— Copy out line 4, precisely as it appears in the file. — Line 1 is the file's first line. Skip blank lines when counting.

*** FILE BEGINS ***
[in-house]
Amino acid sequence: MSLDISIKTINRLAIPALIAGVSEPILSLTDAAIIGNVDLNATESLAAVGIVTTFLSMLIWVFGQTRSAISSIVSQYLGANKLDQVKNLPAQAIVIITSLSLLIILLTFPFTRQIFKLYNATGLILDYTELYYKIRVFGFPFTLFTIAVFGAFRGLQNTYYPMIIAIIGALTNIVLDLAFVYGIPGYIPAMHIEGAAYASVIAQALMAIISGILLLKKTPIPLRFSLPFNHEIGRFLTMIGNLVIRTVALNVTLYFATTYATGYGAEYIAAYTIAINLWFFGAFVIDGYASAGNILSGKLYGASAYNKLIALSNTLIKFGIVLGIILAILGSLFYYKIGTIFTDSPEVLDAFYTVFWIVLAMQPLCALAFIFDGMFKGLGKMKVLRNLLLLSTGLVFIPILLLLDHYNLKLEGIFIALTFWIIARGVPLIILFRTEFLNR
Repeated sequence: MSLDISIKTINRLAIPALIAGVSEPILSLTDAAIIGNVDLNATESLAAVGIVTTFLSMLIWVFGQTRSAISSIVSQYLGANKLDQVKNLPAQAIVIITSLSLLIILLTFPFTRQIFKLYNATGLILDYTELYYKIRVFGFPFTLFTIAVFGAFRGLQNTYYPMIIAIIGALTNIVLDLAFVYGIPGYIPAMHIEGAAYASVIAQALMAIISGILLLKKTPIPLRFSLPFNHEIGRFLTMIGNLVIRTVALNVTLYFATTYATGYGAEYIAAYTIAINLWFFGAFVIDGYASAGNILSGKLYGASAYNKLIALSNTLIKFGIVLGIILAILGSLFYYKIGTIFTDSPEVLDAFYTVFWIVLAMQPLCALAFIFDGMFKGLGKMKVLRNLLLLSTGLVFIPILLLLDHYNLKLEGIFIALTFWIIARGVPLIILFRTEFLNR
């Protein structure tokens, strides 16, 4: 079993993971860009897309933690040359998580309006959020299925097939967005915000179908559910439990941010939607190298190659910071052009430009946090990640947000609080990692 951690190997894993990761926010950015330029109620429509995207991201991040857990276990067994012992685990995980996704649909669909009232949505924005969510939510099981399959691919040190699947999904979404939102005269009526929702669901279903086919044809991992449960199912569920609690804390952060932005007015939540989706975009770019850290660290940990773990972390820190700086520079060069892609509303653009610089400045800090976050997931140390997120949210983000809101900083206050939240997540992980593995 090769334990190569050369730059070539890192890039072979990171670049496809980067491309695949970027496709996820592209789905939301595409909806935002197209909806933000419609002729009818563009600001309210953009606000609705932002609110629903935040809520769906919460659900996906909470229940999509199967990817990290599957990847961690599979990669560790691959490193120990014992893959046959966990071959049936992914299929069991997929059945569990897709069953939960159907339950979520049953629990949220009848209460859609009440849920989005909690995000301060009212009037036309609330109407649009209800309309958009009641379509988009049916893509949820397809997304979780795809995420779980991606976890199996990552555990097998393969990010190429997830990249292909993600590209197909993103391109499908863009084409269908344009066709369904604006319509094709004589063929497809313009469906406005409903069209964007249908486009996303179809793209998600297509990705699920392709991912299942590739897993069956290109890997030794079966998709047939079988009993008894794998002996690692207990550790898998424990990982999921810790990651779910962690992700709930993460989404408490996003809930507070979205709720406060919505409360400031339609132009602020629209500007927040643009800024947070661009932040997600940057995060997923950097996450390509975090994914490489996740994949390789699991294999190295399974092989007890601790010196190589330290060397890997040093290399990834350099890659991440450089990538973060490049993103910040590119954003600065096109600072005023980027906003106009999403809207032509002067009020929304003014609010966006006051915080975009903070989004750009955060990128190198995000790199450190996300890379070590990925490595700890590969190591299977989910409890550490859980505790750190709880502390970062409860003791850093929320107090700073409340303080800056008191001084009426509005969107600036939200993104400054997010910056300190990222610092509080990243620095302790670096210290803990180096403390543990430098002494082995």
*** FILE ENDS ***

């Protein structure tokens, strides 16, 4: 079993993971860009897309933690040359998580309006959020299925097939967005915000179908559910439990941010939607190298190659910071052009430009946090990640947000609080990692 951690190997894993990761926010950015330029109620429509995207991201991040857990276990067994012992685990995980996704649909669909009232949505924005969510939510099981399959691919040190699947999904979404939102005269009526929702669901279903086919044809991992449960199912569920609690804390952060932005007015939540989706975009770019850290660290940990773990972390820190700086520079060069892609509303653009610089400045800090976050997931140390997120949210983000809101900083206050939240997540992980593995 090769334990190569050369730059070539890192890039072979990171670049496809980067491309695949970027496709996820592209789905939301595409909806935002197209909806933000419609002729009818563009600001309210953009606000609705932002609110629903935040809520769906919460659900996906909470229940999509199967990817990290599957990847961690599979990669560790691959490193120990014992893959046959966990071959049936992914299929069991997929059945569990897709069953939960159907339950979520049953629990949220009848209460859609009440849920989005909690995000301060009212009037036309609330109407649009209800309309958009009641379509988009049916893509949820397809997304979780795809995420779980991606976890199996990552555990097998393969990010190429997830990249292909993600590209197909993103391109499908863009084409269908344009066709369904604006319509094709004589063929497809313009469906406005409903069209964007249908486009996303179809793209998600297509990705699920392709991912299942590739897993069956290109890997030794079966998709047939079988009993008894794998002996690692207990550790898998424990990982999921810790990651779910962690992700709930993460989404408490996003809930507070979205709720406060919505409360400031339609132009602020629209500007927040643009800024947070661009932040997600940057995060997923950097996450390509975090994914490489996740994949390789699991294999190295399974092989007890601790010196190589330290060397890997040093290399990834350099890659991440450089990538973060490049993103910040590119954003600065096109600072005023980027906003106009999403809207032509002067009020929304003014609010966006006051915080975009903070989004750009955060990128190198995000790199450190996300890379070590990925490595700890590969190591299977989910409890550490859980505790750190709880502390970062409860003791850093929320107090700073409340303080800056008191001084009426509005969107600036939200993104400054997010910056300190990222610092509080990243620095302790670096210290803990180096403390543990430098002494082995």